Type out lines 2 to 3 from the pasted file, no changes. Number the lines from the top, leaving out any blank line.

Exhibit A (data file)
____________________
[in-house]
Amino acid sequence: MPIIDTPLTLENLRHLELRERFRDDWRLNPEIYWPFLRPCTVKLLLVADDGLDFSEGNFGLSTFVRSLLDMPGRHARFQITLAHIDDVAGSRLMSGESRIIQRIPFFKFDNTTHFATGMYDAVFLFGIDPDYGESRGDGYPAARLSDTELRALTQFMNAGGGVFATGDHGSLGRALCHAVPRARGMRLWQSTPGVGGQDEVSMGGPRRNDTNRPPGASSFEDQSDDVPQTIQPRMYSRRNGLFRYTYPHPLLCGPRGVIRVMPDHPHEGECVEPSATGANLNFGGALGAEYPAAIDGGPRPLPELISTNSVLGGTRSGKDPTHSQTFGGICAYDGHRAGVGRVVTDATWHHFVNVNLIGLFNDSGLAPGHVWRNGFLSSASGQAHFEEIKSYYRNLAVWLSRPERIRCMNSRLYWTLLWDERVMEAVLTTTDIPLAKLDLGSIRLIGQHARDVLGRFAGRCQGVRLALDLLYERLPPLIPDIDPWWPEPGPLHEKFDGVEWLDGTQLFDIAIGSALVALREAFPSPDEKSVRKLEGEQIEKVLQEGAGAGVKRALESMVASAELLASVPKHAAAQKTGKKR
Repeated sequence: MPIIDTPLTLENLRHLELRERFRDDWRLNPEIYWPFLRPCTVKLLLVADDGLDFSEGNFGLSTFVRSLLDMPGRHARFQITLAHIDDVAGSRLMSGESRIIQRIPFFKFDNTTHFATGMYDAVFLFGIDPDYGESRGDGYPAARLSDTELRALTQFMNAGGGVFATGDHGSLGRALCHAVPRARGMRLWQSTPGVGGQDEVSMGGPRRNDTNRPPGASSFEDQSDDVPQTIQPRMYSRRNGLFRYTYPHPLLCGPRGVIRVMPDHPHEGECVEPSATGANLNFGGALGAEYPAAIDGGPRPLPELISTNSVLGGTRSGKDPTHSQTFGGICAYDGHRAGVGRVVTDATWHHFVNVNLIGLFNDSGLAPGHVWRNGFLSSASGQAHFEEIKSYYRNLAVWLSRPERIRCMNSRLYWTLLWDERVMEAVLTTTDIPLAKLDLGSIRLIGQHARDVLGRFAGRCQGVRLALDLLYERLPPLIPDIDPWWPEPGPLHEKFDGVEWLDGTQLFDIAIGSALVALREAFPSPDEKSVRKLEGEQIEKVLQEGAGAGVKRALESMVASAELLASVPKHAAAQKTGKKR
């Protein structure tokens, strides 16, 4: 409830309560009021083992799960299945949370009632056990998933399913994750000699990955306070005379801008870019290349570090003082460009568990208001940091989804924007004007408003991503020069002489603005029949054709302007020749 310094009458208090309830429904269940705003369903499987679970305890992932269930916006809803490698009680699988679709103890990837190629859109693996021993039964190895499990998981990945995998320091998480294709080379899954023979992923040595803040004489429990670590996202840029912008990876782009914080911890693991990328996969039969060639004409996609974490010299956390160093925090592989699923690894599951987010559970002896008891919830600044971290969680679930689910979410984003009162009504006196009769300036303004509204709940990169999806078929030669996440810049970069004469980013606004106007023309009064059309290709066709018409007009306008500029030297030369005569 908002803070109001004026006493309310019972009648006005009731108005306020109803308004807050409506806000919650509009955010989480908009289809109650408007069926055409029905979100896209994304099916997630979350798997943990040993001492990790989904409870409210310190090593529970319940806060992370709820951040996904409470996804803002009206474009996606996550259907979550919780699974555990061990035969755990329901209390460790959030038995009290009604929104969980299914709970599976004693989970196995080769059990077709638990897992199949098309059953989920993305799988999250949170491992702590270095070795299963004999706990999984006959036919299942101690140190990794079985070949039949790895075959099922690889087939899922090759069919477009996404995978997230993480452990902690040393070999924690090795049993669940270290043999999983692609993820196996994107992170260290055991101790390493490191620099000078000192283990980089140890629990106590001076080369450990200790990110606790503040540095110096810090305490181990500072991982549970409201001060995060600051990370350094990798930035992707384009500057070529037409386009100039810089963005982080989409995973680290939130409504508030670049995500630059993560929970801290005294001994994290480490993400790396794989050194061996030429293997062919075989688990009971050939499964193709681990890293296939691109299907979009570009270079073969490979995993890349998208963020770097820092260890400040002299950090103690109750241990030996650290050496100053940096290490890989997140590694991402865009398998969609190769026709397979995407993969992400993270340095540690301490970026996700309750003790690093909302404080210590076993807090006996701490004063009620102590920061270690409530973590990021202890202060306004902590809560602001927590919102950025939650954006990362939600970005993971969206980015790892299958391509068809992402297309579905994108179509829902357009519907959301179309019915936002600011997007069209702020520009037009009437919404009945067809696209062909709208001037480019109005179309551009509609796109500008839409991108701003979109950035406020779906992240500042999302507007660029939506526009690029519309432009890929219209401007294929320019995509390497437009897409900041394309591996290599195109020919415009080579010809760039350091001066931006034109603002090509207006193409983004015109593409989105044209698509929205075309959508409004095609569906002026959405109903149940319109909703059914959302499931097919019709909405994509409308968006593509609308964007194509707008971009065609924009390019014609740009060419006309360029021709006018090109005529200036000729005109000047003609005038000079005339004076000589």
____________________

Amino acid sequence: MPIIDTPLTLENLRHLELRERFRDDWRLNPEIYWPFLRPCTVKLLLVADDGLDFSEGNFGLSTFVRSLLDMPGRHARFQITLAHIDDVAGSRLMSGESRIIQRIPFFKFDNTTHFATGMYDAVFLFGIDPDYGESRGDGYPAARLSDTELRALTQFMNAGGGVFATGDHGSLGRALCHAVPRARGMRLWQSTPGVGGQDEVSMGGPRRNDTNRPPGASSFEDQSDDVPQTIQPRMYSRRNGLFRYTYPHPLLCGPRGVIRVMPDHPHEGECVEPSATGANLNFGGALGAEYPAAIDGGPRPLPELISTNSVLGGTRSGKDPTHSQTFGGICAYDGHRAGVGRVVTDATWHHFVNVNLIGLFNDSGLAPGHVWRNGFLSSASGQAHFEEIKSYYRNLAVWLSRPERIRCMNSRLYWTLLWDERVMEAVLTTTDIPLAKLDLGSIRLIGQHARDVLGRFAGRCQGVRLALDLLYERLPPLIPDIDPWWPEPGPLHEKFDGVEWLDGTQLFDIAIGSALVALREAFPSPDEKSVRKLEGEQIEKVLQEGAGAGVKRALESMVASAELLASVPKHAAAQKTGKKR
Repeated sequence: MPIIDTPLTLENLRHLELRERFRDDWRLNPEIYWPFLRPCTVKLLLVADDGLDFSEGNFGLSTFVRSLLDMPGRHARFQITLAHIDDVAGSRLMSGESRIIQRIPFFKFDNTTHFATGMYDAVFLFGIDPDYGESRGDGYPAARLSDTELRALTQFMNAGGGVFATGDHGSLGRALCHAVPRARGMRLWQSTPGVGGQDEVSMGGPRRNDTNRPPGASSFEDQSDDVPQTIQPRMYSRRNGLFRYTYPHPLLCGPRGVIRVMPDHPHEGECVEPSATGANLNFGGALGAEYPAAIDGGPRPLPELISTNSVLGGTRSGKDPTHSQTFGGICAYDGHRAGVGRVVTDATWHHFVNVNLIGLFNDSGLAPGHVWRNGFLSSASGQAHFEEIKSYYRNLAVWLSRPERIRCMNSRLYWTLLWDERVMEAVLTTTDIPLAKLDLGSIRLIGQHARDVLGRFAGRCQGVRLALDLLYERLPPLIPDIDPWWPEPGPLHEKFDGVEWLDGTQLFDIAIGSALVALREAFPSPDEKSVRKLEGEQIEKVLQEGAGAGVKRALESMVASAELLASVPKHAAAQKTGKKR